In Russia, conscription is a weapon for silencing dissent


MOSCOW (AFP) – In December 2019, police officers came to Ruslan Shaveddinov’s Moscow apartment, sawed through the door and placed him in handcuffs before whisking him away for forced military service in the Arctic.

Denied access to a cell phone – a rule violation, according to the 25-year-old opposition activist – he had to correspond with his loved ones via handwritten letters that took weeks to arrive.

“They sent me as far away as possible,” the ally of jailed Kremlin critic Alexei Navalny told AFP.

Sequestered for one year to a military post accessible only by helicopter and surrounded by roaming polar bears, Shaveddinov said he and the other four soldiers at the base even had to melt snow for drinking water.

“It was like I had been exiled, with no connection to the outside world, in these unliveable conditions,” he recalls.

While military service is mandatory in Russia, with more than 250,000 men between the ages of 18 and 27 conscripted each year, many Russians get out of it through medical or educational exemptions. Some also simply ignore the summons or pay bribes.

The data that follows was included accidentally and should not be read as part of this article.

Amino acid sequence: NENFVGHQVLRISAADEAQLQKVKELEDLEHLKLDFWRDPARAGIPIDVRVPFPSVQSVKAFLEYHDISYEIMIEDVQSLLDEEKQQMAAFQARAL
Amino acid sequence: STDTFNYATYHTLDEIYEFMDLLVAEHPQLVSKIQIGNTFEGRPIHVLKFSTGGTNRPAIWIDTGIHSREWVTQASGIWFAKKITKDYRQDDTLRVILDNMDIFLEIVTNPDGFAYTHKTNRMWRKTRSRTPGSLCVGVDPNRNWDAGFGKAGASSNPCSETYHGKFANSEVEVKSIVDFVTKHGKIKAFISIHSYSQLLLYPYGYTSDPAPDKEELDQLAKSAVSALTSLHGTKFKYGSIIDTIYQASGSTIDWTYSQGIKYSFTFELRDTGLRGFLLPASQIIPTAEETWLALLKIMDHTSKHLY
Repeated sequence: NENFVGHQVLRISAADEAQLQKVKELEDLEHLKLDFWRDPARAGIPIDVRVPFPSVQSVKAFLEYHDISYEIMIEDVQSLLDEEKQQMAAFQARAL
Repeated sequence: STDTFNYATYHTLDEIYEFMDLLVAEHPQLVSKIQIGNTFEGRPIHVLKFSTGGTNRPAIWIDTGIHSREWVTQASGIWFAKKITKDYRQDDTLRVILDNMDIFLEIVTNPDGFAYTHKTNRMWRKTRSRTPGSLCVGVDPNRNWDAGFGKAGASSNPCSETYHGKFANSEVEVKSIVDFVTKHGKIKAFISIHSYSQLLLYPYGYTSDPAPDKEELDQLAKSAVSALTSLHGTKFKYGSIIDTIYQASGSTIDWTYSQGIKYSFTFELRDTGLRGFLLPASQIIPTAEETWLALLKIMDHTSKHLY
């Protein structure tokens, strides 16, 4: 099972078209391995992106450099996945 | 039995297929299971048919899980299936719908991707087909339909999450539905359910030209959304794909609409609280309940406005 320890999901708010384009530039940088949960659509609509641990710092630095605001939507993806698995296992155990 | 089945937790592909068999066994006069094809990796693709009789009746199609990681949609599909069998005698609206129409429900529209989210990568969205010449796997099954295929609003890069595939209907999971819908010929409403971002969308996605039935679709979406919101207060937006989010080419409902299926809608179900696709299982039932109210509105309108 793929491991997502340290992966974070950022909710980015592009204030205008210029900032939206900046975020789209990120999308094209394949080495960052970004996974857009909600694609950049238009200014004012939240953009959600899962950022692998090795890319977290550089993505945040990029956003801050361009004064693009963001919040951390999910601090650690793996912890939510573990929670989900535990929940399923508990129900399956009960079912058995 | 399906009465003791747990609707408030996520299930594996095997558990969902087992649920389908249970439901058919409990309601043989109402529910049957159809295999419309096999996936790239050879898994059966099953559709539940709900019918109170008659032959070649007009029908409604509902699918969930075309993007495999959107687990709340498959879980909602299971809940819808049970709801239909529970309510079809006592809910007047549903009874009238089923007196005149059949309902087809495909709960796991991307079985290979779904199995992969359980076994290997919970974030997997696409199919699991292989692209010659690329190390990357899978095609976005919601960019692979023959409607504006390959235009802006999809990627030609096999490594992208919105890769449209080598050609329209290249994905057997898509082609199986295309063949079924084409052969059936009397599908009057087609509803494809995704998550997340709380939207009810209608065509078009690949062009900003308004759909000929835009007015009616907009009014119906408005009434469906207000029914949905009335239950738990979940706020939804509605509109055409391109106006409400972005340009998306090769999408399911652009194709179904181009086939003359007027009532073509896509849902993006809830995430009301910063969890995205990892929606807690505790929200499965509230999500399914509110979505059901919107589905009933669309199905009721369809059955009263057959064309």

But for those harbouring opposition sympathies, avoiding service is a more complicated endeavour.

The opposition and rights activists say conscription in recent years has become another weapon in the authorities’ arsenal in their drive to silence dissent.

In Shaveddinov’s case, authorities had taken an interest in him that summer when Navalny’s aides organised protests in Moscow demanding fair elections.

They also riled authorities that autumn by launching a voting strategy that saw Kremlin-linked candidates lose races in local polls.

Shaveddinov says he provided proof he was medically unfit for military service, though his appeals were shut down three times.

‘Punishment without crime’

But Shaveddinov says he didn’t think his activism could result in forced conscription, in what he likened to the Soviet-era practice of exiling dissidents to the Gulag network of labour camps.

“It was impossible to imagine that such a practice would return to Russia,” he said. “That politically undesirable people would be sent into exile.”